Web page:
The shadow of election fraud looms over several states, largely kept alive by claims from former President Donald Trump that the 2020 election was stolen from him. In Berks County, Pa., law enforcement officers were stationed outside voting centers and asked voters to confirm the pre-filled ballot they were bringing was their own. An Arizona federal judge ordered masked and armed members of Clean Elections USA to stay 250 feet away after reports that they were patrolling early voting centers and 24-hour ballot boxes in Maricopa County.
Hood said mixed messaging on voter fraud leaves Republican trends uncertain: “I have continued to ask this question, and seven out of 10 Republican voters in Georgia still think Biden won through fraud. I don’t know if that number is ever going to change at this point. If Trump is saying that the election was fraudulent, why would people show up and vote? But more Republicans have voted early anyway. I think they’re realizing if they just don’t engage in the process, they don’t have a voice at all.”
But theories on election security rank low on the list of what’s motivating the bulk of 2022 voters. The economy remains their highest priority. Sixty-five percent of Democrats and 92 percent of Republicans say that the issue is “very important” to their vote in the 2022 congressional elections. Those two make for a combined 79 percent of participating respondents, indicating a high level of interest across the board.
According to a recent survey by the Kaiser Foundation, a left-leaning health research firm, half of all respondents said they were “more motivated to vote than usual” in the 2022 midterms, with 53 percent of women attributing abortion-related policy as a motivating factor.
In most states, the final results won’t be clear by the end of Election Day. Certifying mail-in voting, varying processes in different states, and allowances for “late” voting all may extend the finalization of election results. States individually determine when results must be verified, and some states are laxer than others. Voters across the country should expect to have results certified over the course of the following week—even in states like Delaware where the state’s code imposes the nation’s most stringent certification deadline of Nov. 10.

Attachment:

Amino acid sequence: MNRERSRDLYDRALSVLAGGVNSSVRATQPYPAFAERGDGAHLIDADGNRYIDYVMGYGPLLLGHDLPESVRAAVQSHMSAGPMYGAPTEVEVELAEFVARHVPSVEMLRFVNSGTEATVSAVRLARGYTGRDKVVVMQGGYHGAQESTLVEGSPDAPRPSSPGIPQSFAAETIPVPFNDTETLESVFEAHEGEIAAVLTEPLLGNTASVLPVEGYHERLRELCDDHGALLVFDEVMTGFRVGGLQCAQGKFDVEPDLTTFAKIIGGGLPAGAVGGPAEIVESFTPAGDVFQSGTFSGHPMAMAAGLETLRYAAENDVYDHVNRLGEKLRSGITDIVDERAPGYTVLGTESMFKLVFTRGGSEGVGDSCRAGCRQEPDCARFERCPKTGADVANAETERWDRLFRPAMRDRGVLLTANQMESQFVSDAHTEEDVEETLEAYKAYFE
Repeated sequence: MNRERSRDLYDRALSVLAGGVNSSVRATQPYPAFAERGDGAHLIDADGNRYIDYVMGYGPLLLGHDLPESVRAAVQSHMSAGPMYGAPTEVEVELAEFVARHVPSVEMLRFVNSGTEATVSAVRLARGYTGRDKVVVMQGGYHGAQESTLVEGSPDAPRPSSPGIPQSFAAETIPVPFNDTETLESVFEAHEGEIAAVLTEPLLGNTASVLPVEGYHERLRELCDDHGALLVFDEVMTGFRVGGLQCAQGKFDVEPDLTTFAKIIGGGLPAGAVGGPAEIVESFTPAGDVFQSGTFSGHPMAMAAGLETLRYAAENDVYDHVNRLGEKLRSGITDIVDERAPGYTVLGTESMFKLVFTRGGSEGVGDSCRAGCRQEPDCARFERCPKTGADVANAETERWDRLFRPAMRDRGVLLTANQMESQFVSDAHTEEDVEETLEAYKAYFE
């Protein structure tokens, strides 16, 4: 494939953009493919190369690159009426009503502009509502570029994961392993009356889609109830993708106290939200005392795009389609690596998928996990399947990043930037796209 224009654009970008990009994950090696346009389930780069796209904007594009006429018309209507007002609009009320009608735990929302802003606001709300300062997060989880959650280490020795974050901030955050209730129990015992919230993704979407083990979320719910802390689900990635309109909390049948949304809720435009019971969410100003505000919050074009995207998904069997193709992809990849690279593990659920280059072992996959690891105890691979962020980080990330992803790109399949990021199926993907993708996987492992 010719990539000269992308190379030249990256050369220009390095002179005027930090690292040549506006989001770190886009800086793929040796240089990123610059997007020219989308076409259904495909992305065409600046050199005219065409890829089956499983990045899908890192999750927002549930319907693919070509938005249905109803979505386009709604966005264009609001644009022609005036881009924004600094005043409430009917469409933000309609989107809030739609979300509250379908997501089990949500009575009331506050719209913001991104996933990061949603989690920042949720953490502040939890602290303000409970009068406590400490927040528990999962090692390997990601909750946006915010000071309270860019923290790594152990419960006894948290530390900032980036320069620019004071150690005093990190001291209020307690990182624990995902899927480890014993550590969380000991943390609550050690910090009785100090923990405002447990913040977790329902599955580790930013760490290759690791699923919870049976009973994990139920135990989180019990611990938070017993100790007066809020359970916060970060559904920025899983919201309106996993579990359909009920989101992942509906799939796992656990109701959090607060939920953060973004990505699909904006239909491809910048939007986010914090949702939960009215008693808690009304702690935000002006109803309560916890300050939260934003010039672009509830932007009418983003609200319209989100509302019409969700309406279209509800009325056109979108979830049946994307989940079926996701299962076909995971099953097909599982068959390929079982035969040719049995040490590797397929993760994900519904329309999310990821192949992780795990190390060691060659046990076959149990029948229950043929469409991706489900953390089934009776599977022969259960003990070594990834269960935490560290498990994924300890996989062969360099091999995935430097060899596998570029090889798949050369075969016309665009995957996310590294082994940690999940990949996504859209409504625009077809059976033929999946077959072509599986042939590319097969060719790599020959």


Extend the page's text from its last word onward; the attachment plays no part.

University of Florida professor Michael McDonald, who runs the U.S. Elections Project, has been tracking voting data since 2008. In a recent interview with CNN, he predicted that overall turnout will still fall below 2018, but he admitted that early voting only gives a fuzzy picture. He also said higher polarization likely contributes to a stronger push to vote this year.
“When people perceive [the wide gap] between the parties and the importance the policy differences make on their lives, they’re more likely to vote,” McDonald said. “It’s that old curse: May you live in interesting times. We live in interesting times. People are very interested in politics, and they are thus highly engaged in elections.”
Editor’s note: Visit the WORLD Election Center 2022 for live updates on every race.